Isolation and uncertainty amid the COVID-19 pandemic compounded by reduced access to treatment have led to a rise in suspected overdoses and an increase in substance use nationwide. More than 13 percent of Americans have started or increased substance use, including legal or illegal drugs, alcohol, and prescription drugs, to “cope with stress or emotions related to COVID-19,” according to a recent report by the Centers for Disease Control and Prevention (CDC). More than 10 percent seriously considered suicide in the 30 days prior to the survey.
A new cross-sectional study of urine drug test results from 150,000 patients, co-authored by the US Department of Health & Human Services and Millennium Health and published in JAMA, confirms the troubling increase in substance misuse.
“This study demonstrated that urine drug test positivity in a population diagnosed with or at risk of substance use disorders increased significantly for illicit cocaine, fentanyl, heroin, and methamphetamine from the 4 months before the COVID-19 emergency declaration to the 4 months after the COVID-19 declaration.”
The drug tests were ordered by healthcare professionals between November 14, 2019, and July 10, 2020, and the analysis found that compared with the period before COVID-19 was declared a national emergency, the population tested during the COVID-19 period were:
- 19 percent more likely to test positive for cocaine
- 67 percent more likely to test positive for fentanyl
- 33 percent more likely to test positive for heroin
- 23 percent more likely to test positive for methamphetamine
In Virginia, the number of emergency calls and deaths associated with drug overdoses has increased dramatically since the COVID-19 outbreak in the spring.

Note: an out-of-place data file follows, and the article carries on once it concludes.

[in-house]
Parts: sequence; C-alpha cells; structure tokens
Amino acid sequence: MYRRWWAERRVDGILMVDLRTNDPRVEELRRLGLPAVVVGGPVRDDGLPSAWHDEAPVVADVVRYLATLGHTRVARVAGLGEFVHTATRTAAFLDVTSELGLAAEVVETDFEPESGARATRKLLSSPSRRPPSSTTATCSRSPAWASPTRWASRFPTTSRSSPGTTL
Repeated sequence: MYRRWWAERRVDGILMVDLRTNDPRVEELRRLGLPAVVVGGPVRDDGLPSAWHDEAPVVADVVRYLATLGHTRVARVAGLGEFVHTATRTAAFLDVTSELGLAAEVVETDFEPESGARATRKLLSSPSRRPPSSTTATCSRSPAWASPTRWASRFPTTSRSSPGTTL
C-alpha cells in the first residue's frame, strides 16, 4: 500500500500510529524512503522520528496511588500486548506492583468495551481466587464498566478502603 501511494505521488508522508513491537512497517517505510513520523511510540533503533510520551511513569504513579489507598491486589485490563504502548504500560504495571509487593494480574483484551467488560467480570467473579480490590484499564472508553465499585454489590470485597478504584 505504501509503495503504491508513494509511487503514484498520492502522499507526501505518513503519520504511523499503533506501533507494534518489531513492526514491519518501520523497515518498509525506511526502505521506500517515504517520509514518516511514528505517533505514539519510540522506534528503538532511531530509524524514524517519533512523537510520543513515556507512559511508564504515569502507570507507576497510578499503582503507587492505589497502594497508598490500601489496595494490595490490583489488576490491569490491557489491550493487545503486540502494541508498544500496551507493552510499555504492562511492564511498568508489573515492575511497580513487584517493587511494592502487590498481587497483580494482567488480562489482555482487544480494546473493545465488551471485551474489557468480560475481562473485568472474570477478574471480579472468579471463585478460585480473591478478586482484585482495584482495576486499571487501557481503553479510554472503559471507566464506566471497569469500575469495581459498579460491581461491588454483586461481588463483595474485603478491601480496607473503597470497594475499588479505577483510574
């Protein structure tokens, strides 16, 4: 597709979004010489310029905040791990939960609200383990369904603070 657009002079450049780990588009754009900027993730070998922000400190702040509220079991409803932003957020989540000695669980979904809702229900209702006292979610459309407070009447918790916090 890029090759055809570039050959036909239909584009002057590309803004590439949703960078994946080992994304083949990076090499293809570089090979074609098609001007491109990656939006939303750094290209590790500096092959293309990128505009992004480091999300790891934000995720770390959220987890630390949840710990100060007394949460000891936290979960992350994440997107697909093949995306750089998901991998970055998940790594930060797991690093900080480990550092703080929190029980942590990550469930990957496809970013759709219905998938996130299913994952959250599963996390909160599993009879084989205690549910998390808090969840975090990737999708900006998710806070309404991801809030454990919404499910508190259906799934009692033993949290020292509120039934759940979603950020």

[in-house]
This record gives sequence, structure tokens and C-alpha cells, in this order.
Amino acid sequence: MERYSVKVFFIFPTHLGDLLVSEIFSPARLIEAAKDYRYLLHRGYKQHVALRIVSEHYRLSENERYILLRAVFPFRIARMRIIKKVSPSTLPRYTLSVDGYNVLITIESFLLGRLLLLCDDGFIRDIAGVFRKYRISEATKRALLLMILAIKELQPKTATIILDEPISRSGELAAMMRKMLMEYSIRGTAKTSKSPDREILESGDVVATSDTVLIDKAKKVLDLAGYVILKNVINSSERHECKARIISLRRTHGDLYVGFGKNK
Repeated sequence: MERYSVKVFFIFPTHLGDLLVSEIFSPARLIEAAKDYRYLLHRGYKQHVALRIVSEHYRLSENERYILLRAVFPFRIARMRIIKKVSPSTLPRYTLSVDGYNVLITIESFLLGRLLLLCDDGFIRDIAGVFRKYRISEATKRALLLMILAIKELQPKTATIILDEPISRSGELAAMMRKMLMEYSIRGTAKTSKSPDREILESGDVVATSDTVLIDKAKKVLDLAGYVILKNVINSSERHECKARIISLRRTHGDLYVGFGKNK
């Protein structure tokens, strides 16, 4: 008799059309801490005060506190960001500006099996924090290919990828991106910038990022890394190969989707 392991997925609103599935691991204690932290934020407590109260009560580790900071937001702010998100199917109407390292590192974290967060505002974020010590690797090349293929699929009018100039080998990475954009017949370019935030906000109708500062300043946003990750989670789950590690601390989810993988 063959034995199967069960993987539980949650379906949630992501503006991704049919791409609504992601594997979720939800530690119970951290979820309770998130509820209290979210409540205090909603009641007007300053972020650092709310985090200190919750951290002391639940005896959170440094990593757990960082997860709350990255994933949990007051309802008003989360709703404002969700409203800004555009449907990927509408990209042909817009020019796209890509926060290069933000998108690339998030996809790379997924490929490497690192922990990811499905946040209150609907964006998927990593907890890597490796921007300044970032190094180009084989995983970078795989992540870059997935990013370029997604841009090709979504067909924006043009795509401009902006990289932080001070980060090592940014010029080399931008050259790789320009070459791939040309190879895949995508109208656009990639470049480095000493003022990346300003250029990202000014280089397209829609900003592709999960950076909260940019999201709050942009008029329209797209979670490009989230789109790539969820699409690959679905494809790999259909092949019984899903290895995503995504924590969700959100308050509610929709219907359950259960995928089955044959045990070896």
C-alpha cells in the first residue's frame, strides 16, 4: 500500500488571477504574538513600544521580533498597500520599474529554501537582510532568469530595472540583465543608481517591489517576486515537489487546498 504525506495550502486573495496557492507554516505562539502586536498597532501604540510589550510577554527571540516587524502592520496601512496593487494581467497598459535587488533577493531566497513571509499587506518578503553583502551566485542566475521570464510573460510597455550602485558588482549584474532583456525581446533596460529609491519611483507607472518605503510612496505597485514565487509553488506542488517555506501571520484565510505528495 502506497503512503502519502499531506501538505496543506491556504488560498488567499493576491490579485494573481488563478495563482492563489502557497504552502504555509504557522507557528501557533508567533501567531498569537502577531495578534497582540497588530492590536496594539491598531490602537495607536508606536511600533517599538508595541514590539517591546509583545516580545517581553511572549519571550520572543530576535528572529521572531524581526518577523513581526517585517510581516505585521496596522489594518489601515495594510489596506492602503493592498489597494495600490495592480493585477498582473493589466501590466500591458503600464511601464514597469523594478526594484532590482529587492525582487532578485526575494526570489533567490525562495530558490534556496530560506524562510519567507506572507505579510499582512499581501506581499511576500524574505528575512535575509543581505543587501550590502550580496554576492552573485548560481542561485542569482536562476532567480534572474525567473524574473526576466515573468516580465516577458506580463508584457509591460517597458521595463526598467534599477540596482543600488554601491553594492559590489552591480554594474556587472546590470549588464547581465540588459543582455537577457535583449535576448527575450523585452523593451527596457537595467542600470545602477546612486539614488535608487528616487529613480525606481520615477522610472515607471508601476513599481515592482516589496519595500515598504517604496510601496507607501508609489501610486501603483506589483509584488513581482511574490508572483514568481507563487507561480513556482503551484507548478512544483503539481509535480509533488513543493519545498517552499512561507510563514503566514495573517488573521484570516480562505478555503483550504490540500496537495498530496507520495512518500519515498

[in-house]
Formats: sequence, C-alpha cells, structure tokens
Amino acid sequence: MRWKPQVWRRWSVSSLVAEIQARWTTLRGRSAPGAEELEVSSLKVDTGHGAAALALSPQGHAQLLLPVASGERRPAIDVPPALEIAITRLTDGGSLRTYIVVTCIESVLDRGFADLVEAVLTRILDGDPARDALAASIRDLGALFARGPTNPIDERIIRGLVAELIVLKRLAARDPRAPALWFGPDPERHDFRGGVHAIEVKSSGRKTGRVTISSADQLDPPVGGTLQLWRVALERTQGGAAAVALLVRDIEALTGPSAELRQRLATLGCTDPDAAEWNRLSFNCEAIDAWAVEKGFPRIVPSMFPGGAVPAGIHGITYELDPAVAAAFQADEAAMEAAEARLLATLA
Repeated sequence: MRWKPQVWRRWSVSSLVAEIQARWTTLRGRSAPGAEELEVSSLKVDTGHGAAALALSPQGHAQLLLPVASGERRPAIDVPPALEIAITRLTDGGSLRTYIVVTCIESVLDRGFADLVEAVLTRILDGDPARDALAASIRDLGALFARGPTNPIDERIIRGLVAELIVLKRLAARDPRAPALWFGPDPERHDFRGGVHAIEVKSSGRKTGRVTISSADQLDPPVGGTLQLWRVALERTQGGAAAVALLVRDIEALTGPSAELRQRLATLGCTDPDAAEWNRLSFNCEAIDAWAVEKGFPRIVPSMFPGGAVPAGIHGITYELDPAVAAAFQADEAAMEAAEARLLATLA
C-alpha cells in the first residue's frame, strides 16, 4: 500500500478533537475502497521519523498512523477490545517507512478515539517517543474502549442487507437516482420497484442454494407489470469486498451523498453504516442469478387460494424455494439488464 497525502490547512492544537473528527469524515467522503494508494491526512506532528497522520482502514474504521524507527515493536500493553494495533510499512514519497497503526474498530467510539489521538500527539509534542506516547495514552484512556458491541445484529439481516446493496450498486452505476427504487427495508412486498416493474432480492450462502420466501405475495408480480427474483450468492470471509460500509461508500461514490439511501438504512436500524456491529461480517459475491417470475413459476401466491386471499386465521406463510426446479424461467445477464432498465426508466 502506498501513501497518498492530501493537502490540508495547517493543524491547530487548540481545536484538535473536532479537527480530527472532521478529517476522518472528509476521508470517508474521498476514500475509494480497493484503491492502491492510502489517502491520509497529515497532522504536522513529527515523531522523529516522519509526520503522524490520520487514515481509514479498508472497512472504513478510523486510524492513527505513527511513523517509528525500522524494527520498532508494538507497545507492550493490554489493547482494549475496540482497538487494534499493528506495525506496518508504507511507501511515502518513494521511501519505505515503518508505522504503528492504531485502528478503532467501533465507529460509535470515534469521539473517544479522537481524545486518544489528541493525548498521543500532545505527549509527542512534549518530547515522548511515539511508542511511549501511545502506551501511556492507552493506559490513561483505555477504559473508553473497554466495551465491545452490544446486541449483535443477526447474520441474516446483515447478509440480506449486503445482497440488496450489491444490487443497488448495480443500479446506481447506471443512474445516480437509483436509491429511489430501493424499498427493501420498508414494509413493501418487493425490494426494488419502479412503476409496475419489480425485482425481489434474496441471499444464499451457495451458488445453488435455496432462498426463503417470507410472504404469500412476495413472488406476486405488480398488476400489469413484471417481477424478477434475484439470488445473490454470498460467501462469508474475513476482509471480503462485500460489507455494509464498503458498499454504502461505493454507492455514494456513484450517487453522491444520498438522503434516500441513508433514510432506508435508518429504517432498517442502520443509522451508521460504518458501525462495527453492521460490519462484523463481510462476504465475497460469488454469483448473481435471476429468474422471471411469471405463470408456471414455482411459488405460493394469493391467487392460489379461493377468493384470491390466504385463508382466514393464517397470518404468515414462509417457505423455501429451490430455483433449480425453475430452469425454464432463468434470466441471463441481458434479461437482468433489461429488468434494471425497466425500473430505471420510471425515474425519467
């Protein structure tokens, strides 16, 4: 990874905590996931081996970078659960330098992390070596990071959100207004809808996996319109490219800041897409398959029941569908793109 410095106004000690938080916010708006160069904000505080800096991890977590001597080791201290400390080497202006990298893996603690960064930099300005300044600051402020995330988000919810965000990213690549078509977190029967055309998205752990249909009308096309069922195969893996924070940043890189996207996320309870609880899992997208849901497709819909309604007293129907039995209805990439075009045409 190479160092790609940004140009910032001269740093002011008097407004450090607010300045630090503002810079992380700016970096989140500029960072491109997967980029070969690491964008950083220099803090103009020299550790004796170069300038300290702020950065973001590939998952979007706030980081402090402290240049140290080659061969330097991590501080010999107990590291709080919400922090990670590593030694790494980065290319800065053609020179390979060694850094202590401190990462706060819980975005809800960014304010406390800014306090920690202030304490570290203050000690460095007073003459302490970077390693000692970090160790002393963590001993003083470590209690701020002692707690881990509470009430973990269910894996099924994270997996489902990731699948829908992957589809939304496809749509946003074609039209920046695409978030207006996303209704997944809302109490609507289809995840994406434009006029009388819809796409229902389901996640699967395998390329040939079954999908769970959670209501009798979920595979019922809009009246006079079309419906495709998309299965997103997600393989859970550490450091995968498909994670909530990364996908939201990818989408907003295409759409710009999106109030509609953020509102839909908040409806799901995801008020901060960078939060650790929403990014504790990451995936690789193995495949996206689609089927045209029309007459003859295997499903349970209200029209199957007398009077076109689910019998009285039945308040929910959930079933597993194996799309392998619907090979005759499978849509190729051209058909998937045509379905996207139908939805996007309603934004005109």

The Gazette-Virginian reported in September that Halifax County (pop. 36,241) has fielded 64 calls for drug overdose emergencies since the beginning of the year, and is investigating six deaths as having possibly resulted from suspected drug overdoses.
According to the Virginia State Police, local law enforcement, and local hospitals, two fatal heroin overdoses have been reported in Mecklenburg County and two fatal heroin overdose deaths in Charlotte County during the first six months of 2020, compared to none during the same time in 2019.
The Farley Center at Williamsburg Place has seen a steady rise in the need for treatment since the beginning of the pandemic. Many families have been witnessing loved ones engage in progressively unhealthy behaviors but feel unsure what options are available to them. The Farley Center has taken significant steps to be able to continue serving patients at this time and is available to answer questions you may have. If you or someone you know is struggling with substance use and could benefit from addiction treatment services, please contact the Farley Center at 800.582.6066 to find out how we can help.